Garrett Crochet could fill White Sox’ need for left-handed starter

Crochet’s two-inning performance Tuesday “was the best I’ve seen for us,” manager Pedro Grifol said.

SHARE Garrett Crochet could fill White Sox’ need for left-handed starter
Garrett Crochet works out before the White Sox’ game against the Guardians last month.

Garrett Crochet works out before the White Sox’ game against the Guardians last month.

Charles Rex Arbogast/AP

LOS ANGELES — Garrett Crochet is more than just some left-hander in the White Sox bullpen. He’s a valued component of whatever their future plans shape up as, a former first-round draft choice who figures to be part of their starting rotation, perhaps as soon as next season.

The Sox started a right-hander — Mike Clevinger — who is probably pitching his final season on the South Side, on Wednesday night. It marked the 187th game in a row that the Sox started a righty.

So they need a lefty starter in the rotation, which Crochet was projected as when he was picked 11th overall in the 2020 draft.

“Yeah, yeah, that’s definitely in the back of my mind,” Crochet told the Sun-Times. “I hope so.”

Tommy John surgery sidetracked the 6-6, 230-pounder’s progression. It’s behind him now, and nine appearances into his comeback, there are hurdles to climb.

But he seems to be coming along.

“Crochet came in and did a really good job, the best I’ve seen him,” manager Pedro Grifol said of Crochet, who made his third consecutive scoreless appearance in the Sox’ 5-1 loss to the Dodgers on Tuesday. “He’s coming along, that’s nice to see. That’s a big arm for us.”

Crochet owns a 3.60 ERA, whittled down by three recent scoreless appearances with five strikeouts and no walks in 3‰ innings, including a two-inning stint Tuesday.

“There will be inconsistencies at first but the velocity is 97, 98 so he’s trending and coming along very well,” bullpen coach Curt Hasler said.

“Sometimes when you’re coming back from Tommy John, it’s just the feel of things, getting things synced up in your delivery, number one. So you have to get that back, because you haven’t done it in so long.”

“Now I’m kind of building on something good,” Crochet said. “Results aside, watching my pitches, I feel like my command is starting to trickle back in and I’m throwing my slider a little bit harder. Feel like it was just a matter of getting my feet wet, but now it’s full go.”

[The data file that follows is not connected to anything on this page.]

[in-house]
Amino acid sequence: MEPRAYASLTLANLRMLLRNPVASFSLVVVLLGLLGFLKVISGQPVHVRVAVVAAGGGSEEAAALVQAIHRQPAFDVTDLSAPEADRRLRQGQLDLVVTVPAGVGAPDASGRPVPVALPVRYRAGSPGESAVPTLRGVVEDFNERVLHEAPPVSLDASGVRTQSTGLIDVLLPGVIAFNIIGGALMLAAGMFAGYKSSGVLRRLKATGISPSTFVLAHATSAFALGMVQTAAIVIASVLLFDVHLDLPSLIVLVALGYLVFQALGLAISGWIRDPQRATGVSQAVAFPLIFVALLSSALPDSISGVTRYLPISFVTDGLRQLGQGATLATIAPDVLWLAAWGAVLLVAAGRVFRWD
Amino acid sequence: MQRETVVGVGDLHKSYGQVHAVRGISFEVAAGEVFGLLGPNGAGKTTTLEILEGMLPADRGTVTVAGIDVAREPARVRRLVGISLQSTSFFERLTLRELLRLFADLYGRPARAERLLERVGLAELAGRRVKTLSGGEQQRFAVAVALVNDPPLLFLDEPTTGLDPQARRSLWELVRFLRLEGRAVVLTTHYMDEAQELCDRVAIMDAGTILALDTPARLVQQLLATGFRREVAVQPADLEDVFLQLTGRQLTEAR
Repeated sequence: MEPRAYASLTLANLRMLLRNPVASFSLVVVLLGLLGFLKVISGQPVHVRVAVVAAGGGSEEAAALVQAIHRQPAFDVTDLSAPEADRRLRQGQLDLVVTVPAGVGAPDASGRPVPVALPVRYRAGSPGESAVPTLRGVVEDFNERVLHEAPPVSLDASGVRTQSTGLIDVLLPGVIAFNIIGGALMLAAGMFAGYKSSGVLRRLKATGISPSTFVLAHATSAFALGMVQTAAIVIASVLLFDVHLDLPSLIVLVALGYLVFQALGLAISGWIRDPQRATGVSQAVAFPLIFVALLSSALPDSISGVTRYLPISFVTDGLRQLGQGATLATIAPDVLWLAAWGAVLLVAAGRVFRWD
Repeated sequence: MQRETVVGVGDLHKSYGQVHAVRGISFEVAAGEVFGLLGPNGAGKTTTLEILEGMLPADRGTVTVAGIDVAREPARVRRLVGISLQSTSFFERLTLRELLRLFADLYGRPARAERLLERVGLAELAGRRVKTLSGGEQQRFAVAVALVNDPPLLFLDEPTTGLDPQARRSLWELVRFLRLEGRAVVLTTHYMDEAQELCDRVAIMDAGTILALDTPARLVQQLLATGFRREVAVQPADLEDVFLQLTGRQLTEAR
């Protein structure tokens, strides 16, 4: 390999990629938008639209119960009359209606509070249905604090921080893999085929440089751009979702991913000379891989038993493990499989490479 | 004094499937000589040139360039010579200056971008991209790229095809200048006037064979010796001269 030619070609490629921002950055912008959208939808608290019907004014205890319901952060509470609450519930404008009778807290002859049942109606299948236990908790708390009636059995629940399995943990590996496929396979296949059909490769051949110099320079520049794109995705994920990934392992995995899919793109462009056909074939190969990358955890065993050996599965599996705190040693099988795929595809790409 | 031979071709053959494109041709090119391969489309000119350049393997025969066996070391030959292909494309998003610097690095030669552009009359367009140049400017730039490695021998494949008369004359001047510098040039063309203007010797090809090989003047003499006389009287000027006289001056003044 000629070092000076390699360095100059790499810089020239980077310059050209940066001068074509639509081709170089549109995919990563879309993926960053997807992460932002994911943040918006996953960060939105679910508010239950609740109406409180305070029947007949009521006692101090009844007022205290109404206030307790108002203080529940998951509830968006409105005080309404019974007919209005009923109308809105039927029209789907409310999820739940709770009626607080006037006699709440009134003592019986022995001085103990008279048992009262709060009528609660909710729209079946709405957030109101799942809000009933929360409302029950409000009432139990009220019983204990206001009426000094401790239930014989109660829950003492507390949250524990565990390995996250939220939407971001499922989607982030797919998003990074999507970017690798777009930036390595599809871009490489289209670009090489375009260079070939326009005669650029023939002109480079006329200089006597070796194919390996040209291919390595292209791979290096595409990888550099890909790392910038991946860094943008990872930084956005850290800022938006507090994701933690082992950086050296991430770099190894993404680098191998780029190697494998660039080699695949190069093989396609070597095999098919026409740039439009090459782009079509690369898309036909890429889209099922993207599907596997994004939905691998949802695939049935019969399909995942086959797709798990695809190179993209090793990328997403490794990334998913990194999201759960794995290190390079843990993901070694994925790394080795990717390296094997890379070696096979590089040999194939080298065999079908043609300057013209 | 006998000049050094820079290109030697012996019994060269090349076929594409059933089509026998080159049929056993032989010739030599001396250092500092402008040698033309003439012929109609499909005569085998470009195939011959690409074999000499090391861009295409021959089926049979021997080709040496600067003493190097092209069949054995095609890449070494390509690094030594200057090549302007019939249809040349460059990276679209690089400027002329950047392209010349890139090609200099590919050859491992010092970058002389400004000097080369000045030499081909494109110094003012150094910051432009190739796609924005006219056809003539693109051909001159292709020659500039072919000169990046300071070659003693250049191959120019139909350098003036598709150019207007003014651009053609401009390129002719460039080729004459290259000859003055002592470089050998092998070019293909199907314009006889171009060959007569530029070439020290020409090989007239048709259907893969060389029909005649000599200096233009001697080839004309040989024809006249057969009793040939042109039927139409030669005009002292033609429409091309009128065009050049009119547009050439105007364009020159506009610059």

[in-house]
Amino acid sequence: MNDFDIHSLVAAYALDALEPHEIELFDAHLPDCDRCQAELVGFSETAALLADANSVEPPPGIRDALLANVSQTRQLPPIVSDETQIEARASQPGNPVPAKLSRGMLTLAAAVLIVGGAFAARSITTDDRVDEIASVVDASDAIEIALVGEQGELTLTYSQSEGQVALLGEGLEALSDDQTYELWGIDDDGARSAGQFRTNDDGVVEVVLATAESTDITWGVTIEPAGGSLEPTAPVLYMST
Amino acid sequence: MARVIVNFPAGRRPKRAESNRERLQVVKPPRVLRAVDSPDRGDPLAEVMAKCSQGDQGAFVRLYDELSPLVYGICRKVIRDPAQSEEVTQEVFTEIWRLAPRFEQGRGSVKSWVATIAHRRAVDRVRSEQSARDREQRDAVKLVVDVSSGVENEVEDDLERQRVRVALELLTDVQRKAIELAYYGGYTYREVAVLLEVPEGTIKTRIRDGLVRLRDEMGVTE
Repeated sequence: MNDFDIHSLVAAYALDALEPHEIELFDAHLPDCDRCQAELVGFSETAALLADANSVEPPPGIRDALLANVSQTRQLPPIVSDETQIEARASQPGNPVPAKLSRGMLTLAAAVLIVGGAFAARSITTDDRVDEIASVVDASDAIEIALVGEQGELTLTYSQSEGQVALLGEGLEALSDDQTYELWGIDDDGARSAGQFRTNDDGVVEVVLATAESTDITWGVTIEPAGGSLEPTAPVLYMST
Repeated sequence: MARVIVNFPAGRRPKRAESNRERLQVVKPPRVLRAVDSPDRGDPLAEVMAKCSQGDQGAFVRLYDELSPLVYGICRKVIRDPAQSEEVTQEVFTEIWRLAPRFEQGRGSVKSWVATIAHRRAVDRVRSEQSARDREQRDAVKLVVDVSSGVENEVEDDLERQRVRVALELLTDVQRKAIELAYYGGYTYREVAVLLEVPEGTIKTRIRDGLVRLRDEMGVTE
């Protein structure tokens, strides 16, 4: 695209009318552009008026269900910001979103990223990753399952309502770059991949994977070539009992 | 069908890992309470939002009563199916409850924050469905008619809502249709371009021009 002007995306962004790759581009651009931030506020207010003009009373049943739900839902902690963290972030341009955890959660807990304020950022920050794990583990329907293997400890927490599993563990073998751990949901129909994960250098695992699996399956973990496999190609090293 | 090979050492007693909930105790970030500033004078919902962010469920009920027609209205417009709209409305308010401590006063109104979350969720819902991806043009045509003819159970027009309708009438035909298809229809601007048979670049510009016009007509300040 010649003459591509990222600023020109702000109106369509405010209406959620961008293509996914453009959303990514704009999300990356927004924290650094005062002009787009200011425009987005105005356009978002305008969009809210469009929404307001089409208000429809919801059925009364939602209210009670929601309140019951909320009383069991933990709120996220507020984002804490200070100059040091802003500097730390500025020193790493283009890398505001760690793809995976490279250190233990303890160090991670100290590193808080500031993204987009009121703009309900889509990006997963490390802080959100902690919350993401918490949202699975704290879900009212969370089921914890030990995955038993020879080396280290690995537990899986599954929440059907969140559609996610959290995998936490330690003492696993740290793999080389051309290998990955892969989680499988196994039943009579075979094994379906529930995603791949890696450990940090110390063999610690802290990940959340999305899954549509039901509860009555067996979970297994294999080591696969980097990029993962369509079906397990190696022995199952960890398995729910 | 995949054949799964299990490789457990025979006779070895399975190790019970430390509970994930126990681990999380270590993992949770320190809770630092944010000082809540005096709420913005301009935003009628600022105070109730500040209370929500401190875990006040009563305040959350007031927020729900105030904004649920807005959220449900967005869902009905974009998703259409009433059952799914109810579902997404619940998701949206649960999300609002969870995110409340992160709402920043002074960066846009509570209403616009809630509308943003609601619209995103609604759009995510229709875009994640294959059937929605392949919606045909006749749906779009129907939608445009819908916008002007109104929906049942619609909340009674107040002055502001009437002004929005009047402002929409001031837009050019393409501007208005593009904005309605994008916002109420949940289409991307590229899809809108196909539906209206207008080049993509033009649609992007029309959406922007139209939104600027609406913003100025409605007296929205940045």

Crochet was so eager to contribute early on that he “kind of put my foot in my mouth there saying, ‘Use me, me use me,’ and then I walked the house,” he said, noting a four-walk outing in Detroit on May 25, his fourth time out.

“But now I’m in a position where I can say it, mean it and produce.”

The slider, coupled with his upper 90s mph fastball, is key. When Crochet threw in bullpens building up toward a return, he said he was throwing for the purpose of scoring well on the metrics.

“With no batter in the box there wasn’t anyone to judge swings with,” he said. “I mean, it was big, almost like a sweeper.”

Crochet’s good slider looked like a fastball that broke sharply at the last moment. But he’s getting back to that now.

“The slider continues to come as he gets the feel for what he wants to do,” Hasler said. “It’s kind of like riding a bike, but you have to get it going.”

“I was talking to Joe Kelly about how he throws his breaking pitches so hard, so I tweaked the grip, just having more of a fastball mentality with it,” Crochet said.

As for starting, Crochet is letting the chips fall where they may. They figure to fall there for him, eventually.

“It’s really out of my control but going through my rehab assignment, checking off multiple innings, if called upon I could be a long guy this year if need be,” he said. “But I’ve got to pitch my way back into that role, you know? So really right now I’m just finding innings whenever I’m called.”

The Latest
The shooting happened about 2:40 a.m. Sunday on Interstate 94 near 73rd Street, according to Illinois State Police.
In honor of the 20th anniversary of the park’s opening, Common and the Grant Park Orchestra transformed the packed Jay Pritzker Pavilion into a joyful party honoring hip-hop and the Windy City.
With new album ‘The Legend of ABM,’ Chicago hip-hop duo attempts to rebrand to be bigger and better.
A 32-year-old man suffered multiple gunshot wounds and was taken to the University of Chicago Medical Center where he was pronounced dead, Chicago police said.